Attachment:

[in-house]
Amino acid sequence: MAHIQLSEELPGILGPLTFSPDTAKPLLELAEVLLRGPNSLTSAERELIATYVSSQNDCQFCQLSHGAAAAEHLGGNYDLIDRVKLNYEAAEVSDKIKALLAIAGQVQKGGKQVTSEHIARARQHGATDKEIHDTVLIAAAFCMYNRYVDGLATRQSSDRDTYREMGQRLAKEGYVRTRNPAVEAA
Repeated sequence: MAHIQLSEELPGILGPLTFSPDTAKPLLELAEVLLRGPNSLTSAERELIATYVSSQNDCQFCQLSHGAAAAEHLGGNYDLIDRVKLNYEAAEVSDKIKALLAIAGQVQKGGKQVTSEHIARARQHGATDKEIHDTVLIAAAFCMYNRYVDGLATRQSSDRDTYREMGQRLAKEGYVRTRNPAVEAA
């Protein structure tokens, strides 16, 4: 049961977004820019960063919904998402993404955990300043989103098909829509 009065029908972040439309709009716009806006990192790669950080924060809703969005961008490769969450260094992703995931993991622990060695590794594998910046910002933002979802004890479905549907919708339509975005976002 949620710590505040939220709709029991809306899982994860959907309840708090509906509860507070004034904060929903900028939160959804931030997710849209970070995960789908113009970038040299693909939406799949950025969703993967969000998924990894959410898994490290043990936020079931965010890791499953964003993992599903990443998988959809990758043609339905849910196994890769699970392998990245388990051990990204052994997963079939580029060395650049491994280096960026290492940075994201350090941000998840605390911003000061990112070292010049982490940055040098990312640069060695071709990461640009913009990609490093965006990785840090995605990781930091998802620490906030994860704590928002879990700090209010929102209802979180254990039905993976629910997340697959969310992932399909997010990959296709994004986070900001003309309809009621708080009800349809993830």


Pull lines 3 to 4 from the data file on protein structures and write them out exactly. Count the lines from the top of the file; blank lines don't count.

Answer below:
Repeated sequence: MAHIQLSEELPGILGPLTFSPDTAKPLLELAEVLLRGPNSLTSAERELIATYVSSQNDCQFCQLSHGAAAAEHLGGNYDLIDRVKLNYEAAEVSDKIKALLAIAGQVQKGGKQVTSEHIARARQHGATDKEIHDTVLIAAAFCMYNRYVDGLATRQSSDRDTYREMGQRLAKEGYVRTRNPAVEAA
């Protein structure tokens, strides 16, 4: 049961977004820019960063919904998402993404955990300043989103098909829509 009065029908972040439309709009716009806006990192790669950080924060809703969005961008490769969450260094992703995931993991622990060695590794594998910046910002933002979802004890479905549907919708339509975005976002 949620710590505040939220709709029991809306899982994860959907309840708090509906509860507070004034904060929903900028939160959804931030997710849209970070995960789908113009970038040299693909939406799949950025969703993967969000998924990894959410898994490290043990936020079931965010890791499953964003993992599903990443998988959809990758043609339905849910196994890769699970392998990245388990051990990204052994997963079939580029060395650049491994280096960026290492940075994201350090941000998840605390911003000061990112070292010049982490940055040098990312640069060695071709990461640009913009990609490093965006990785840090995605990781930091998802620490906030994860704590928002879990700090209010929102209802979180254990039905993976629910997340697959969310992932399909997010990959296709994004986070900001003309309809009621708080009800349809993830």